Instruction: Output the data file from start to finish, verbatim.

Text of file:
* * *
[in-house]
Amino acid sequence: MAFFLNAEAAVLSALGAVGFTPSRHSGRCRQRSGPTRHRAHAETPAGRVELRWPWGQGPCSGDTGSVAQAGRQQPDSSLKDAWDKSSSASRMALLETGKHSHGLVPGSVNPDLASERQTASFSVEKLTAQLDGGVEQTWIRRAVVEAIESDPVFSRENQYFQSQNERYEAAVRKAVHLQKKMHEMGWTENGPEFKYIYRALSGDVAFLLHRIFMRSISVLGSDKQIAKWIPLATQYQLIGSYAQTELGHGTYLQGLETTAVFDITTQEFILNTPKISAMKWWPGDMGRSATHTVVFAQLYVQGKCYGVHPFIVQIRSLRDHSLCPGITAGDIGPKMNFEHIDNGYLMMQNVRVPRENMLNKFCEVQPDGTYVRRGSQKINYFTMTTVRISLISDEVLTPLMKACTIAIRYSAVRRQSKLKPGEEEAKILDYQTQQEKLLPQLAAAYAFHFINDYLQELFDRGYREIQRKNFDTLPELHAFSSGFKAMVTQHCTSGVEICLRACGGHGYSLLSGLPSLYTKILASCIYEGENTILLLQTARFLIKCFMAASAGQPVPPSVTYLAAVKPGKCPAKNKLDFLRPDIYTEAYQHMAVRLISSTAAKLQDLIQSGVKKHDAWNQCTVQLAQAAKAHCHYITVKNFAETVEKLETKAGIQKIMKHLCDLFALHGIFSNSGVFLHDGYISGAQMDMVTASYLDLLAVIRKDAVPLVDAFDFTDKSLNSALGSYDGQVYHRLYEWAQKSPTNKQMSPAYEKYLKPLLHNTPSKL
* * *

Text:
[in-house]
Amino acid sequence: MAFFLNAEAAVLSALGAVGFTPSRHSGRCRQRSGPTRHRAHAETPAGRVELRWPWGQGPCSGDTGSVAQAGRQQPDSSLKDAWDKSSSASRMALLETGKHSHGLVPGSVNPDLASERQTASFSVEKLTAQLDGGVEQTWIRRAVVEAIESDPVFSRENQYFQSQNERYEAAVRKAVHLQKKMHEMGWTENGPEFKYIYRALSGDVAFLLHRIFMRSISVLGSDKQIAKWIPLATQYQLIGSYAQTELGHGTYLQGLETTAVFDITTQEFILNTPKISAMKWWPGDMGRSATHTVVFAQLYVQGKCYGVHPFIVQIRSLRDHSLCPGITAGDIGPKMNFEHIDNGYLMMQNVRVPRENMLNKFCEVQPDGTYVRRGSQKINYFTMTTVRISLISDEVLTPLMKACTIAIRYSAVRRQSKLKPGEEEAKILDYQTQQEKLLPQLAAAYAFHFINDYLQELFDRGYREIQRKNFDTLPELHAFSSGFKAMVTQHCTSGVEICLRACGGHGYSLLSGLPSLYTKILASCIYEGENTILLLQTARFLIKCFMAASAGQPVPPSVTYLAAVKPGKCPAKNKLDFLRPDIYTEAYQHMAVRLISSTAAKLQDLIQSGVKKHDAWNQCTVQLAQAAKAHCHYITVKNFAETVEKLETKAGIQKIMKHLCDLFALHGIFSNSGVFLHDGYISGAQMDMVTASYLDLLAVIRKDAVPLVDAFDFTDKSLNSALGSYDGQVYHRLYEWAQKSPTNKQMSPAYEKYLKPLLHNTPSKL